Strengthening Kenya's TVET Capacity Through Learning and Adaptation

  • Date Posted: December 24, 2019
  • Authors: Marketlinks Team
  • Document Types: Case Study or Vignette
  • Donor Type: US Agency for International Development

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Photo: Group of Kenyan youth in Mariaini Village of Kiambu County engaging in farming activities.
In Mariaini Village of Kiambu County, the local Youth Bunge, or democratic youth group, is helping improve their community through a variety of charitable and economically empowering activities like farming. Photo Credit: Nichole Sobecki/USAID.

This post highlights a 2019 CLA Case Competition case study winner. This was originally posted to the USAID Learning Lab and was authored by Ehud Gachugu and Sarah Mattingly.

This case explores the CLA approach of Kenya Youth Employment and Skills Program (K-YES), a five-year program funded by USAID that enhances employment opportunities for unemployed and underemployed Kenyan youth (aged 18-35) who have not completed secondary education. K-YES works in partnership with Technical and Vocational Education and Training (TVET) institutions to improve their capacity, service delivery, partnerships, and sustainability. K-YES also connects youth with tailored financial services, job-search information, and mentorship networks. Throughout their activities, K-YES strives for programmatic learning and adaptation to improve outcomes.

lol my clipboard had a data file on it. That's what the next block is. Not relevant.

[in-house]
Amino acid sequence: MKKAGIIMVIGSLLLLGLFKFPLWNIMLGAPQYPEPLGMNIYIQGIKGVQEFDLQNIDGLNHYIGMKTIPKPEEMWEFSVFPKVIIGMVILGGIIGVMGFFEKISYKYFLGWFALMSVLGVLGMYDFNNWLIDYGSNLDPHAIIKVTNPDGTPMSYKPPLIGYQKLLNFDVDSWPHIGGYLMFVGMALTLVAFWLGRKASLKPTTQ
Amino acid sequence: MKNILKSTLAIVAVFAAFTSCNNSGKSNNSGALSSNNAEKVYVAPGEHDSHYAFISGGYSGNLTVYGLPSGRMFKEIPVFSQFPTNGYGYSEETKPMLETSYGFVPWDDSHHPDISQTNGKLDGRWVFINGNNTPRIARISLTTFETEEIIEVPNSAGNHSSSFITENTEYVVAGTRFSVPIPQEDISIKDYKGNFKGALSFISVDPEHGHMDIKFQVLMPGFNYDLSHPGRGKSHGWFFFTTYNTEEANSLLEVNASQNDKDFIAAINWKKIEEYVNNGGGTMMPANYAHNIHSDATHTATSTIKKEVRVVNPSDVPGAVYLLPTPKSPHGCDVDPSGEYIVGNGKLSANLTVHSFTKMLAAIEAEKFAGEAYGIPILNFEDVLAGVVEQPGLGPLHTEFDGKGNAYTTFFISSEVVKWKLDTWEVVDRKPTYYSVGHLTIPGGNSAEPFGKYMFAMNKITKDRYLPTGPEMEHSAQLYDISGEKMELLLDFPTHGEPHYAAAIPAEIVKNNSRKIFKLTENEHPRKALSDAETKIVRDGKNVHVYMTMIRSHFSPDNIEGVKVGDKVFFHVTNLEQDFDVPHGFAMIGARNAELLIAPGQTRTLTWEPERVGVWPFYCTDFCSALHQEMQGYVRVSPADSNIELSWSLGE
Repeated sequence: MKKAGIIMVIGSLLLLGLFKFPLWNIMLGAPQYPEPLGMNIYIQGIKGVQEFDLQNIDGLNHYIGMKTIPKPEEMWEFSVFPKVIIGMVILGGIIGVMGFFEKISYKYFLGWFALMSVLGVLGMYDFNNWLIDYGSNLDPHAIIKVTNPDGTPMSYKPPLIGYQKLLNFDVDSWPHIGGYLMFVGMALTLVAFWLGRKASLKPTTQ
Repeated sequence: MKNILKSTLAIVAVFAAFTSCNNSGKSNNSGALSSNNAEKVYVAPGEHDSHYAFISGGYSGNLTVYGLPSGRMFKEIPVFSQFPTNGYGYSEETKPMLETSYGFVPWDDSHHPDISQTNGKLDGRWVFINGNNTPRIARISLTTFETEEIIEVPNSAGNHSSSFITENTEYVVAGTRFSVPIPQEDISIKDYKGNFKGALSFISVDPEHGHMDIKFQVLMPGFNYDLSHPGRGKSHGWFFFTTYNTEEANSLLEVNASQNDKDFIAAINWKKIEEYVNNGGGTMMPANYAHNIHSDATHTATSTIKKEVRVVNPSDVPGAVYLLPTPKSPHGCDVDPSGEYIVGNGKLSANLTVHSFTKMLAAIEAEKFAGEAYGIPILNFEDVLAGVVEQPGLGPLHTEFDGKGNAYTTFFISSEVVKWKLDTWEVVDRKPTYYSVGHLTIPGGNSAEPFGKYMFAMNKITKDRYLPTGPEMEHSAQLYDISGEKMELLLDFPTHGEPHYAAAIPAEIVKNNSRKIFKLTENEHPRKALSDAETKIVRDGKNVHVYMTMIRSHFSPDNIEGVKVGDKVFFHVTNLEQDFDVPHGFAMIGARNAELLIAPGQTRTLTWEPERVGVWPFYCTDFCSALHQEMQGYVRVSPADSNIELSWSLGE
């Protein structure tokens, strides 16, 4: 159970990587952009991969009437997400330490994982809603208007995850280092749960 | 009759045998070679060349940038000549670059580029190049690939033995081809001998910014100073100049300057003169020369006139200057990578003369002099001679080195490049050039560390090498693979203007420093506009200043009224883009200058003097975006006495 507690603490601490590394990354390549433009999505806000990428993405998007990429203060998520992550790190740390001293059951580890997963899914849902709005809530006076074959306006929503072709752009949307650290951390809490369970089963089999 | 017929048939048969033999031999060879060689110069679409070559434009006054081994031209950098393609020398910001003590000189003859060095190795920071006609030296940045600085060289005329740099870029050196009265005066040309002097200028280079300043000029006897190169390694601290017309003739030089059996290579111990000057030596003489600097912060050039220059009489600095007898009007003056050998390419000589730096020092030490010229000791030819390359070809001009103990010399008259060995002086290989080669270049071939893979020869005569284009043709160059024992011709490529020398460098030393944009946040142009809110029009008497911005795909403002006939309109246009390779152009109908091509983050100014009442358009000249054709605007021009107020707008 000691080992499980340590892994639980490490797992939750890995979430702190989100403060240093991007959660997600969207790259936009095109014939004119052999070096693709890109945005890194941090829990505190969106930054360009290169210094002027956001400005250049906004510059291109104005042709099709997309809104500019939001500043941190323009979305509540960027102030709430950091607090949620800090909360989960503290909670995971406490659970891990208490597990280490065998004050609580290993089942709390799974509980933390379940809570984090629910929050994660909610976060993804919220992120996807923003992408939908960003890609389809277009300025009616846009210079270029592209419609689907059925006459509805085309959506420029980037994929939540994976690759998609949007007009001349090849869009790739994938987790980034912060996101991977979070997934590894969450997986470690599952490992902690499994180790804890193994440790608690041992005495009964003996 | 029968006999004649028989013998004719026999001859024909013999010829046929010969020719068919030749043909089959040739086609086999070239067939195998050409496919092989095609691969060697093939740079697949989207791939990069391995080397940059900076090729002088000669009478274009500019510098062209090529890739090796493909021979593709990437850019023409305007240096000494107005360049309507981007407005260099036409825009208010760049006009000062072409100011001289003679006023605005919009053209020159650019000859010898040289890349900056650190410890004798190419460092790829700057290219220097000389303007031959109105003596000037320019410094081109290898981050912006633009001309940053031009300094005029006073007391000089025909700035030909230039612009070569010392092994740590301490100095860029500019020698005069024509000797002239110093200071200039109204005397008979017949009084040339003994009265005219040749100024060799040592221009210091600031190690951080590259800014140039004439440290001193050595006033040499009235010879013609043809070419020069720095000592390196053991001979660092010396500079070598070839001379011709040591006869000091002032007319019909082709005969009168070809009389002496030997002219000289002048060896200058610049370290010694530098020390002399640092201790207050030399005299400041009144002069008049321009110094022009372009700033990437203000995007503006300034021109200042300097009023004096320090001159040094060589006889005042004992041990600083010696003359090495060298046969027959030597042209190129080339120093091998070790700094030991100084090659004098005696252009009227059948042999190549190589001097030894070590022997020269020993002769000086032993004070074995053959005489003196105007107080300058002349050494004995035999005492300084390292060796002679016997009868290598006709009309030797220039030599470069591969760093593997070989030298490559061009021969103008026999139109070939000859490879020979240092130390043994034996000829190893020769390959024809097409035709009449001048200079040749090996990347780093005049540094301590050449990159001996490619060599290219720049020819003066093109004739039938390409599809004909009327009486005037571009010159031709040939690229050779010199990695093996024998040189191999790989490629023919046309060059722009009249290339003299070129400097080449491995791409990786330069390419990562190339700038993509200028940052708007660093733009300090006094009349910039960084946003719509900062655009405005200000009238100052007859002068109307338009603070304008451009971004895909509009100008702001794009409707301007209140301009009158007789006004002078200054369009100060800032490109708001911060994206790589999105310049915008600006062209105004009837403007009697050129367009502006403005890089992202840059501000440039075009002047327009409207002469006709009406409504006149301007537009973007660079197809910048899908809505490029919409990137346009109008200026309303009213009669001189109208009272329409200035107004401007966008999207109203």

Summary:
Youth unemployment and underemployment is a major development challenge around the world and particularly in Kenya which has one of the highest rates of youth unemployment globally. This case explores the CLA approach of Kenya Youth Employment and Skills Program (K-YES), a five-year program funded by USAID that enhances employment opportunities for unemployed and underemployed Kenyan youth (aged 18-35) who have not completed secondary education. K-YES works in partnership with Technical and Vocational Education and Training (TVET) institutions to improve their capacity, service delivery, partnerships, and sustainability. K-YES also connects youth with tailored financial services, job-search information, and mentorship networks. Throughout their activities, K-YES strives for programmatic learning and adaptation to improve outcomes.

K-YES applied CLA approaches in capacity development efforts for 27 heterogeneous Vocational Training Centres (VTCs), the type of targeted TVET institutions, to ensure continuous learning and adaptation in order to enhance training and employment outcomes. A systematic, collaborative, and evidence-based organizational development approach supported the VTCs to develop institutional strengthening plans to guide their capacity enhancement and implement their own CLA activities.

Application of a CLA approach has resulted in strong outcomes including increased youth enrollment, improved quality of services at VTCs, and improved financial capacity and sustainability among VTCs. Equally important, the CLA approach, including adaptive management, has cascaded to operations and management of the VTCs. The VTCs are now able to identify areas of learning and design collaborative processes that ensure inclusive decision making and collective learning, which are key ingredients for sustainability and self-reliance.

The full case study is available to read and download below.